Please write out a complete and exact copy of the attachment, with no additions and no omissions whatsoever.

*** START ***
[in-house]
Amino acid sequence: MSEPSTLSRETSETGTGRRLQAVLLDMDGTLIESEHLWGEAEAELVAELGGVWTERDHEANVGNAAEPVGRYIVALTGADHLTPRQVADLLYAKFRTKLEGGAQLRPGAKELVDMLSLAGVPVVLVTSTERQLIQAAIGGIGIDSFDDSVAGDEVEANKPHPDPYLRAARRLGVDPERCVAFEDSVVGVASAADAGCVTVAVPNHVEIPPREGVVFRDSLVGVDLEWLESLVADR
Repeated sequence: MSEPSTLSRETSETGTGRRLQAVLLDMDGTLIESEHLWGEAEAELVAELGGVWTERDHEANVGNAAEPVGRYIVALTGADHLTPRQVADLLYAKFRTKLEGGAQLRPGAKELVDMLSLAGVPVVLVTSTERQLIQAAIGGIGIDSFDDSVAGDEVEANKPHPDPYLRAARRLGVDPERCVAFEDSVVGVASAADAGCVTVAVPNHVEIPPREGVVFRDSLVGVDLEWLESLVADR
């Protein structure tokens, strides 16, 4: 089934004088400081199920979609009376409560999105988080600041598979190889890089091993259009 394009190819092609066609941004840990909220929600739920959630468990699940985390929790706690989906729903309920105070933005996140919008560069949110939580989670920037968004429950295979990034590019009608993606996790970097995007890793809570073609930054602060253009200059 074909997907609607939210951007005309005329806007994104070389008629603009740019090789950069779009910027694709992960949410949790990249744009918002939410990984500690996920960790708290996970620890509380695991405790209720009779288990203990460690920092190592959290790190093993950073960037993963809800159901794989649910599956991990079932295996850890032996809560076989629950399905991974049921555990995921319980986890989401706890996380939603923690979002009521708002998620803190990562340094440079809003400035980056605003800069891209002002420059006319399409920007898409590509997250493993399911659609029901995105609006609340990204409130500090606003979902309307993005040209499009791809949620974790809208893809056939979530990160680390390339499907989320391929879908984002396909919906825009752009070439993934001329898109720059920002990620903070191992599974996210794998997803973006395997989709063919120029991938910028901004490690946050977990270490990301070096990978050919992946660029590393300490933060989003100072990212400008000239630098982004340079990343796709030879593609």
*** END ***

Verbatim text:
[in-house]
Amino acid sequence: MSEPSTLSRETSETGTGRRLQAVLLDMDGTLIESEHLWGEAEAELVAELGGVWTERDHEANVGNAAEPVGRYIVALTGADHLTPRQVADLLYAKFRTKLEGGAQLRPGAKELVDMLSLAGVPVVLVTSTERQLIQAAIGGIGIDSFDDSVAGDEVEANKPHPDPYLRAARRLGVDPERCVAFEDSVVGVASAADAGCVTVAVPNHVEIPPREGVVFRDSLVGVDLEWLESLVADR
Repeated sequence: MSEPSTLSRETSETGTGRRLQAVLLDMDGTLIESEHLWGEAEAELVAELGGVWTERDHEANVGNAAEPVGRYIVALTGADHLTPRQVADLLYAKFRTKLEGGAQLRPGAKELVDMLSLAGVPVVLVTSTERQLIQAAIGGIGIDSFDDSVAGDEVEANKPHPDPYLRAARRLGVDPERCVAFEDSVVGVASAADAGCVTVAVPNHVEIPPREGVVFRDSLVGVDLEWLESLVADR
């Protein structure tokens, strides 16, 4: 089934004088400081199920979609009376409560999105988080600041598979190889890089091993259009 394009190819092609066609941004840990909220929600739920959630468990699940985390929790706690989906729903309920105070933005996140919008560069949110939580989670920037968004429950295979990034590019009608993606996790970097995007890793809570073609930054602060253009200059 074909997907609607939210951007005309005329806007994104070389008629603009740019090789950069779009910027694709992960949410949790990249744009918002939410990984500690996920960790708290996970620890509380695991405790209720009779288990203990460690920092190592959290790190093993950073960037993963809800159901794989649910599956991990079932295996850890032996809560076989629950399905991974049921555990995921319980986890989401706890996380939603923690979002009521708002998620803190990562340094440079809003400035980056605003800069891209002002420059006319399409920007898409590509997250493993399911659609029901995105609006609340990204409130500090606003979902309307993005040209499009791809949620974790809208893809056939979530990160680390390339499907989320391929879908984002396909919906825009752009070439993934001329898109720059920002990620903070191992599974996210794998997803973006395997989709063919120029991938910028901004490690946050977990270490990301070096990978050919992946660029590393300490933060989003100072990212400008000239630098982004340079990343796709030879593609």